Innovate in the Mental Model
Product Strategy Consultant Joe Leech showed us how to supercharge our products with psychology. He started by explaining that people have two types of knowledge – declarative facts and procedural sequences. The first is very hard to remember but the second is easy because the first step reminds people of the second, and so on. As such, to design products that people love, we need to create experiences that fit into the what people’s mental models predict for them.
Inspiring Hardware Design
When VP of Design Ivy Ross was given the mission to help Google decide how to make physical products, she approached it in the most Googly way possible. She decided what made the company special and doubled down on testing how this made people feel. Smart use of materials to give user information, the bold use of colour to stand out and light patterns that mimic human behaviour have all seen Google create award-winning designs for products that have never been built before.
Get Comfortable Breaking Your Product
Rik Higham, Principal Product Manager at Skyscanner showed us that experimentation can be a strategic capability of our organisations. It helps us decide what opportunities to pursue and what to ignore whilst resolving arguments for all parts of the company. To be successful, we need to change our mindsets to believe that it doesn’t matter if we’re wrong. From here, we can create systems of hypotheses that are scalable and proveable so we don’t create chaos for the whole organisation.
Don’t let Your Legacy get you Down
Sally Foote, Director of Product Innovation at Photobox had us consider that most product managers are not working on greenfield products without any constraints. The majority are working with legacy services and technologies that they didn’t design and which don’t, on the surface, meet their or their users’ needs. It is still possible to create quality products in this situation – you just have to think a little differently from a West Coast startup. Sally’s approach of Maximum Possible Products makes the most of these constraints to build lots of solutions for existing users. These provide value for both them and the organisation without forcing you to invest heavily aspects such as legacy technology.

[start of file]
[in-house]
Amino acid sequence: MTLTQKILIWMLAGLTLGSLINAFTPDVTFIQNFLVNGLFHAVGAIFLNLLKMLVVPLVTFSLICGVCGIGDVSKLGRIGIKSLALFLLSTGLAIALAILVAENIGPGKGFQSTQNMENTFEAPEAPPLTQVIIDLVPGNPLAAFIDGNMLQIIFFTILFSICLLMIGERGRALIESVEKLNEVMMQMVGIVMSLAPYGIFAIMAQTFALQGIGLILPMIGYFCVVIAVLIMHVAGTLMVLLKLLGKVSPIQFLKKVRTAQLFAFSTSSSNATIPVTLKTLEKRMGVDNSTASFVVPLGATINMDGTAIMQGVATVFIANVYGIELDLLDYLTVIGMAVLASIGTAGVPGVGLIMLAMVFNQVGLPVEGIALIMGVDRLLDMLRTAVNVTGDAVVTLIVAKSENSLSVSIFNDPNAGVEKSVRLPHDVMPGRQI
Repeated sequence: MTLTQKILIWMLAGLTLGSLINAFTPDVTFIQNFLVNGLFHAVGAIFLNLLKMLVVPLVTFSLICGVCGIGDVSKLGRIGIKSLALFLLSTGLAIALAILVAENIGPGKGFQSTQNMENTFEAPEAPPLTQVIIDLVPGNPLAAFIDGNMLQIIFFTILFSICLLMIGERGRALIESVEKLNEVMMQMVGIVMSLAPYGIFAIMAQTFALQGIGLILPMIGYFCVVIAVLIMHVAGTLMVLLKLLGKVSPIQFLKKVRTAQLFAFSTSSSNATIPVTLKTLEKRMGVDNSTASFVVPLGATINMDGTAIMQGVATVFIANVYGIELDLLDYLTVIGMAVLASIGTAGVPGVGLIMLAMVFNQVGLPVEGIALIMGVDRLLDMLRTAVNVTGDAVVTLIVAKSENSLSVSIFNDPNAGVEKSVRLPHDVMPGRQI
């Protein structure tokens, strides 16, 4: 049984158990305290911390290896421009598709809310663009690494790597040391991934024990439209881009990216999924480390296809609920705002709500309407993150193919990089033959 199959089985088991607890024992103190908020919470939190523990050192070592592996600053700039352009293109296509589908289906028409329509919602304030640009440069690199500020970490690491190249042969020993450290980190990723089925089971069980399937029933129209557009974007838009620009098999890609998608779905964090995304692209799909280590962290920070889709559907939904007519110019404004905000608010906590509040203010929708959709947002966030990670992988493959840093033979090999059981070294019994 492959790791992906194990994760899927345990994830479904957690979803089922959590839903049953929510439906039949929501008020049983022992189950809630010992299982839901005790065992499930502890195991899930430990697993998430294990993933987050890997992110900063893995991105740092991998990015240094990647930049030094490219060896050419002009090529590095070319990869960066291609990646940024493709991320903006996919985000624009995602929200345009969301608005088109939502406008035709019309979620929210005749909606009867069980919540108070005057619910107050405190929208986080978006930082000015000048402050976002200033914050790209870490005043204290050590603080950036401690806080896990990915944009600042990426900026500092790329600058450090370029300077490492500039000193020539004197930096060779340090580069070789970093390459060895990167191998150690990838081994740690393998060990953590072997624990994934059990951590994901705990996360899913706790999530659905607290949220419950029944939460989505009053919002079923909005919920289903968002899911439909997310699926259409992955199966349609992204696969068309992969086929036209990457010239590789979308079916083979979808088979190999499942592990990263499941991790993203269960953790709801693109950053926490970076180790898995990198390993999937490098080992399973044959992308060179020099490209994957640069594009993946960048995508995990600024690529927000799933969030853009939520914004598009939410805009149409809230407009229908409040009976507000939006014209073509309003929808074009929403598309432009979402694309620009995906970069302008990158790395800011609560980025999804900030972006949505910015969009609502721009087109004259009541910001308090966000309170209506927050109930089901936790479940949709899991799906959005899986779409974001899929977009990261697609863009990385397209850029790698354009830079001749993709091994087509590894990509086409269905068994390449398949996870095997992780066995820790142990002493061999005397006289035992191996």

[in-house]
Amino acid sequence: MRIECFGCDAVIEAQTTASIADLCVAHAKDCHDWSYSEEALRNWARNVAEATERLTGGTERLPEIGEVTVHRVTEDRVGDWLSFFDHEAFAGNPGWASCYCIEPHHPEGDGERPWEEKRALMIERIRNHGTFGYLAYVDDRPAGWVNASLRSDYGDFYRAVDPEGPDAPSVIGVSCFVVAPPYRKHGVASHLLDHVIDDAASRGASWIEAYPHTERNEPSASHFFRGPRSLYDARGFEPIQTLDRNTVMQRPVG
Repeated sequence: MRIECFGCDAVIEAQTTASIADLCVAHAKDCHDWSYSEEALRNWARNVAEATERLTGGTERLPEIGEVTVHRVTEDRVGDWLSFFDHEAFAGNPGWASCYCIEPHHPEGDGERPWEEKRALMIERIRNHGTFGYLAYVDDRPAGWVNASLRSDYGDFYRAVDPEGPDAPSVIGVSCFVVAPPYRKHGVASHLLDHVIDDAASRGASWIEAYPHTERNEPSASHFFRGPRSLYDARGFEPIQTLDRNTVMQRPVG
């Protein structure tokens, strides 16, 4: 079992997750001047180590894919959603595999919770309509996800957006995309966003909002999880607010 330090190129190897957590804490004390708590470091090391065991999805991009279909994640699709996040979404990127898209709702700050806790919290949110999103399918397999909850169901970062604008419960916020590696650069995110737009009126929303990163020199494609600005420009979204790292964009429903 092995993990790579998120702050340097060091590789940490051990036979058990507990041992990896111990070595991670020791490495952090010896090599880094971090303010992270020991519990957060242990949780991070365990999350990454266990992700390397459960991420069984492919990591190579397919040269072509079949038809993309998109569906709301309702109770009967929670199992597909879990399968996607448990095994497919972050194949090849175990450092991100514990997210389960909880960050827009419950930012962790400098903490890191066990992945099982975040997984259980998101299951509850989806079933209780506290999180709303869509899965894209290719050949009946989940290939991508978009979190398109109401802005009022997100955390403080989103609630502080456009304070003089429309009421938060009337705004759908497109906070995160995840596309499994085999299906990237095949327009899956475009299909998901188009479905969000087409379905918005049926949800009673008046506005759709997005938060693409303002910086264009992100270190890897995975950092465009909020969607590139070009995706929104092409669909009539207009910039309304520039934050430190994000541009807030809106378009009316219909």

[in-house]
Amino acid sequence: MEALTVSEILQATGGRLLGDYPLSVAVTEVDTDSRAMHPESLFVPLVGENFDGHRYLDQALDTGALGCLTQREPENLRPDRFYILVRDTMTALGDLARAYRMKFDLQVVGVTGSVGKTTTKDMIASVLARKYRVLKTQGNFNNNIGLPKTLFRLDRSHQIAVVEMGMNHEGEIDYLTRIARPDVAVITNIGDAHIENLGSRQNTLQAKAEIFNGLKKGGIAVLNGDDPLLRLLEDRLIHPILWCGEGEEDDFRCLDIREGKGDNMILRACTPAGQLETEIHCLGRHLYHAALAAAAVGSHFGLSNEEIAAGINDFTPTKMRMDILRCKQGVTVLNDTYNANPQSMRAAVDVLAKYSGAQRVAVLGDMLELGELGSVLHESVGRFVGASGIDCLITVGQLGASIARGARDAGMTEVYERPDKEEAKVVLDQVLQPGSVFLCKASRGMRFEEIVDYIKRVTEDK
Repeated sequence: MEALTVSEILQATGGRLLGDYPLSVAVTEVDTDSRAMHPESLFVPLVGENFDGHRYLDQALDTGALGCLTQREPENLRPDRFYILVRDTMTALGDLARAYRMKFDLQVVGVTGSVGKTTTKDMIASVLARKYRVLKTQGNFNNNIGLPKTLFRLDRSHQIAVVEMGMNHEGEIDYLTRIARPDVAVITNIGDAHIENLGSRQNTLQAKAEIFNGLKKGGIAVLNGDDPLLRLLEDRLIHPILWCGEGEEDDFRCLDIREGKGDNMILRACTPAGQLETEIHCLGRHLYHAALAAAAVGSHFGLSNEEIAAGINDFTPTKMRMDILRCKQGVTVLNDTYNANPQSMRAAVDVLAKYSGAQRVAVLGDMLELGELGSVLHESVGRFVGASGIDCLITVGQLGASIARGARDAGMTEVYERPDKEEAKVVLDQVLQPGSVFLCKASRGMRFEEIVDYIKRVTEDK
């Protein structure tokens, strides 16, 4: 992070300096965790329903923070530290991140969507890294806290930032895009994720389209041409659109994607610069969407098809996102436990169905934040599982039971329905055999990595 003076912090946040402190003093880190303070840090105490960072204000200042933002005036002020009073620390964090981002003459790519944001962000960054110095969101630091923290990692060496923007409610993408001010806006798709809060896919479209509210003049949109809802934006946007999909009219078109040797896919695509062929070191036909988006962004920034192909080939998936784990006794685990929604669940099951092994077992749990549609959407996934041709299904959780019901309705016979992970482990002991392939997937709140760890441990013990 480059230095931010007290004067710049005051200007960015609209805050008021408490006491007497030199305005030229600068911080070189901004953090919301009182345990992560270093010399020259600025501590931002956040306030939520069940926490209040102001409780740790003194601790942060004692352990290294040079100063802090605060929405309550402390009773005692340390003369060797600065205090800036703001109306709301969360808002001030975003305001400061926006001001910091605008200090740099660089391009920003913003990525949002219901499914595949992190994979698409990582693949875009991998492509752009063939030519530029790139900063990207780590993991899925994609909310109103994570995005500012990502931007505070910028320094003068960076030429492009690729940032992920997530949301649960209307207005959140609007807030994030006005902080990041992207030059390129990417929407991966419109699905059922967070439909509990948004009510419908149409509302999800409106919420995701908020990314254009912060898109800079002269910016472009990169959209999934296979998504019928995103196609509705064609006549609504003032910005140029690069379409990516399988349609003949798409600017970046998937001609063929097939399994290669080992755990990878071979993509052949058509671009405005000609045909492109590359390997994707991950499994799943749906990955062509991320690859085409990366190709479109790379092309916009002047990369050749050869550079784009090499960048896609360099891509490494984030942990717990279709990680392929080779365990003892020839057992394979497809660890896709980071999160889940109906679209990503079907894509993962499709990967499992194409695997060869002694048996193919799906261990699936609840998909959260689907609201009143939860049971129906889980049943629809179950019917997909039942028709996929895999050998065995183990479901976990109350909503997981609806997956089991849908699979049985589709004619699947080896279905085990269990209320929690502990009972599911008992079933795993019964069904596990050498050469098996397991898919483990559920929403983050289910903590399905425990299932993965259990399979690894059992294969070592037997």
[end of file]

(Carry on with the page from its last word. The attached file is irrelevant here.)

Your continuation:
Learn From the Best
The co-author of Product Leadership, Richard Banfield, has spent the last few years visiting innovative organisations to work out what they have in common. He’s noticed that they do what they do because they can’t think of anything else that they would fill their time with. Their environments are safe spaces where ideas can be shared between diverse groups of people. The culture is set by small signals which leadership focus on and help people understand what’s expected of them to work towards solving a big, exciting, complex challenge.
A Reflection on Truth
Janice Fraser, Chief Product Officer at Bionic, smashed the final session of the day by looking at three ways we can uncover, accept and act on what is true in our worlds. Start by focusing on “radical acceptance”. Radical candour is about giving truth with love, for the benefit of others. Radical acceptance is the same idea, but for the benefit of ourselves. Next, if we can improve the ways that decisions are made to be less driven by cognitive biases, then our organisations will be more resilient and based in fact. Finally, we need to focus on understanding and driving genuine buy-in for our ideas.
The Conversation Continues
As we all return to our work this week, we hope you’ll take some time to reflect on what what you heard. Share your learnings with your teams and talk about what you can put into practice. And as always, you can continue the conversations in our Slack group or at your local ProductTank meetup. We look forward to seeing you next year!